US8894541B2 - Methods and systems for a vehicle driveline control during varying driving conditions - Google Patents

Methods and systems for a vehicle driveline control during varying driving conditions Download PDF

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Publication number
US8894541B2
US8894541B2 US13/652,340 US201213652340A US8894541B2 US 8894541 B2 US8894541 B2 US 8894541B2 US 201213652340 A US201213652340 A US 201213652340A US 8894541 B2 US8894541 B2 US 8894541B2
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Prior art keywords
engine
method
torque
disg
driveline
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US13/652,340
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US20130296098A1 (en
Inventor
Alex O'Connor Gibson
Gregory Michael Pietron
Yuji Fujii
James William Loch McCallum
Jeffrey Allen Doering
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Ford Global Technologies LLC
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Ford Global Technologies LLC
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Priority to US201261643156P priority Critical
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Priority to US13/652,340 priority patent/US8894541B2/en
Assigned to FORD GLOBAL TECHNOLOGIES, LLC reassignment FORD GLOBAL TECHNOLOGIES, LLC ASSIGNMENT OF ASSIGNORS INTEREST (SEE DOCUMENT FOR DETAILS). Assignors: GIBSON, ALEX O'CONNOR, PIETRON, GREGORY MICHAEL, FUJII, YUJI, DOERING, JEFFREY ALLEN, MCCALLUM, JAMES WILLIAM LOCH
Assigned to FORD GLOBAL TECHNOLOGIES, LLC reassignment FORD GLOBAL TECHNOLOGIES, LLC CORRECTIVE ASSIGNMENT TO CORRECT THE EXECUTION DATE OF INVENTOR MCCALLUM IN THE ASSIGNMENT DOCUMENT PREVIOUSLY RECORDED ON REEL 029135 FRAME 0100. ASSIGNOR(S) HEREBY CONFIRMS THE EXECUTION DATE FOR INVENTOR MCCALLUM IS 9/28/2012. Assignors: GIBSON, ALEX O'CONNOR, PIETRON, GREGORY MICHAEL, FUJII, YUJI, DOERING, JEFFREY ALLEN, MCCALLUM, JAMES WILLIAM LOCH
Priority claimed from CN201310481580.6A external-priority patent/CN103723141B/en
Publication of US20130296098A1 publication Critical patent/US20130296098A1/en
Publication of US8894541B2 publication Critical patent/US8894541B2/en
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    • BPERFORMING OPERATIONS; TRANSPORTING
    • B60VEHICLES IN GENERAL
    • B60WCONJOINT CONTROL OF VEHICLE SUB-UNITS OF DIFFERENT TYPE OR DIFFERENT FUNCTION; CONTROL SYSTEMS SPECIALLY ADAPTED FOR HYBRID VEHICLES; ROAD VEHICLE DRIVE CONTROL SYSTEMS FOR PURPOSES NOT RELATED TO THE CONTROL OF A PARTICULAR SUB-UNIT
    • B60W30/00Purposes of road vehicle drive control systems not related to the control of a particular sub-unit, e.g. of systems using conjoint control of vehicle sub-units, or advanced driver assistance systems for ensuring comfort, stability and safety or drive control systems for propelling or retarding the vehicle
    • B60W30/18Propelling the vehicle
    • B60W30/18009Propelling the vehicle related to particular drive situations
    • B60W30/18018Start-stop drive, e.g. in a traffic jam
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    • B60K17/00Arrangement or mounting of transmissions in vehicles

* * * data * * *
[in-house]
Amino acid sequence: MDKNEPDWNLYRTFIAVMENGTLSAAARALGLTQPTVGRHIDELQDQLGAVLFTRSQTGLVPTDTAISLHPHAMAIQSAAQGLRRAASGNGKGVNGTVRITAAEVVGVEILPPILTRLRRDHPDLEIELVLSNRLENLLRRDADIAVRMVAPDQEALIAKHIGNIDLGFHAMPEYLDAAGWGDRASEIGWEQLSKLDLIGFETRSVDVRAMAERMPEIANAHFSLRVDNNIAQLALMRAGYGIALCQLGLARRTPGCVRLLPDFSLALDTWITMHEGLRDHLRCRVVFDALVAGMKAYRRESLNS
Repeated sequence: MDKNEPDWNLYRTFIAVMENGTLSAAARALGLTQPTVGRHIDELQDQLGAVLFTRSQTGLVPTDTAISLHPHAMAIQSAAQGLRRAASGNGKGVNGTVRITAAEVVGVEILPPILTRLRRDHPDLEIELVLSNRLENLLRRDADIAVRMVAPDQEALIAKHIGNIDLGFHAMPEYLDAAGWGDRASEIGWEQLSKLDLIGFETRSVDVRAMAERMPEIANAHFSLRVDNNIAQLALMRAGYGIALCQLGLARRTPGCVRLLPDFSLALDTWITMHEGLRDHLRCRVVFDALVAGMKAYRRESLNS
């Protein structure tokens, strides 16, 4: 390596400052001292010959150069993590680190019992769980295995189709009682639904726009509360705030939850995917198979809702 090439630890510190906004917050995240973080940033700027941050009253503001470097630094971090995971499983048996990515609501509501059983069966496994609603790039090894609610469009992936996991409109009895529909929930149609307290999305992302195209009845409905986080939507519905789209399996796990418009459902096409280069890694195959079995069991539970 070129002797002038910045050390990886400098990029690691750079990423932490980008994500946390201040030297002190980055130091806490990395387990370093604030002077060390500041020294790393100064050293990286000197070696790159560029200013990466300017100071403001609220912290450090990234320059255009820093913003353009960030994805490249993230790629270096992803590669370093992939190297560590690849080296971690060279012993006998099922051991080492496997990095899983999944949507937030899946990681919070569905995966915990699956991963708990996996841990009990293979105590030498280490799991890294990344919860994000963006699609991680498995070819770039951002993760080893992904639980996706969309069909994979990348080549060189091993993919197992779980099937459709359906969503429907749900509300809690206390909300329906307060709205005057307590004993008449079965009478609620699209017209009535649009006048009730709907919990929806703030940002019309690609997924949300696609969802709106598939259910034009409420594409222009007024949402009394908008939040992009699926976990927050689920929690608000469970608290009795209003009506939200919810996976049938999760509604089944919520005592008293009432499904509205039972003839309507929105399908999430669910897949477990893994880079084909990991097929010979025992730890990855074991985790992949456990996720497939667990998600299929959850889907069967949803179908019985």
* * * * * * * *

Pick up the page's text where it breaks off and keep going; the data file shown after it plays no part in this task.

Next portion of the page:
• B60K17/28Arrangement or mounting of transmissions in vehicles characterised by arrangement, location, or type of power take-off
    • BPERFORMING OPERATIONS; TRANSPORTING
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    • B60KARRANGEMENT OR MOUNTING OF PROPULSION UNITS OR OF TRANSMISSIONS IN VEHICLES; ARRANGEMENT OR MOUNTING OF PLURAL DIVERSE PRIME-MOVERS IN VEHICLES; AUXILIARY DRIVES FOR VEHICLES; INSTRUMENTATION OR DASHBOARDS FOR VEHICLES; ARRANGEMENTS IN CONNECTION WITH COOLING, AIR INTAKE, GAS EXHAUST OR FUEL SUPPLY OF PROPULSION UNITS IN VEHICLES
    • B60K6/00Arrangement or mounting of plural diverse prime-movers for mutual or common propulsion, e.g. hybrid propulsion systems comprising electric motors and internal combustion engines ; Control systems therefor, i.e. systems controlling two or more prime movers, or controlling one of these prime movers and any of the transmission, drive or drive units Informative references: mechanical gearings with secondary electric drive F16H3/72; arrangements for handling mechanical energy structurally associated with the dynamo-electric machine H02K7/00; machines comprising structurally interrelated motor and generator parts H02K51/00; dynamo-electric machines not otherwise provided for in H02K see H02K99/00
    • B60K6/20Arrangement or mounting of plural diverse prime-movers for mutual or common propulsion, e.g. hybrid propulsion systems comprising electric motors and internal combustion engines ; Control systems therefor, i.e. systems controlling two or more prime movers, or controlling one of these prime movers and any of the transmission, drive or drive units Informative references: mechanical gearings with secondary electric drive F16H3/72; arrangements for handling mechanical energy structurally associated with the dynamo-electric machine H02K7/00; machines comprising structurally interrelated motor and generator parts H02K51/00; dynamo-electric machines not otherwise provided for in H02K see H02K99/00 the prime-movers consisting of electric motors and internal combustion engines, e.g. HEVs
    • B60K6/42Arrangement or mounting of plural diverse prime-movers for mutual or common propulsion, e.g. hybrid propulsion systems comprising electric motors and internal combustion engines ; Control systems therefor, i.e. systems controlling two or more prime movers, or controlling one of these prime movers and any of the transmission, drive or drive units Informative references: mechanical gearings with secondary electric drive F16H3/72; arrangements for handling mechanical energy structurally associated with the dynamo-electric machine H02K7/00; machines comprising structurally interrelated motor and generator parts H02K51/00; dynamo-electric machines not otherwise provided for in H02K see H02K99/00 the prime-movers consisting of electric motors and internal combustion engines, e.g. HEVs characterised by the architecture of the hybrid electric vehicle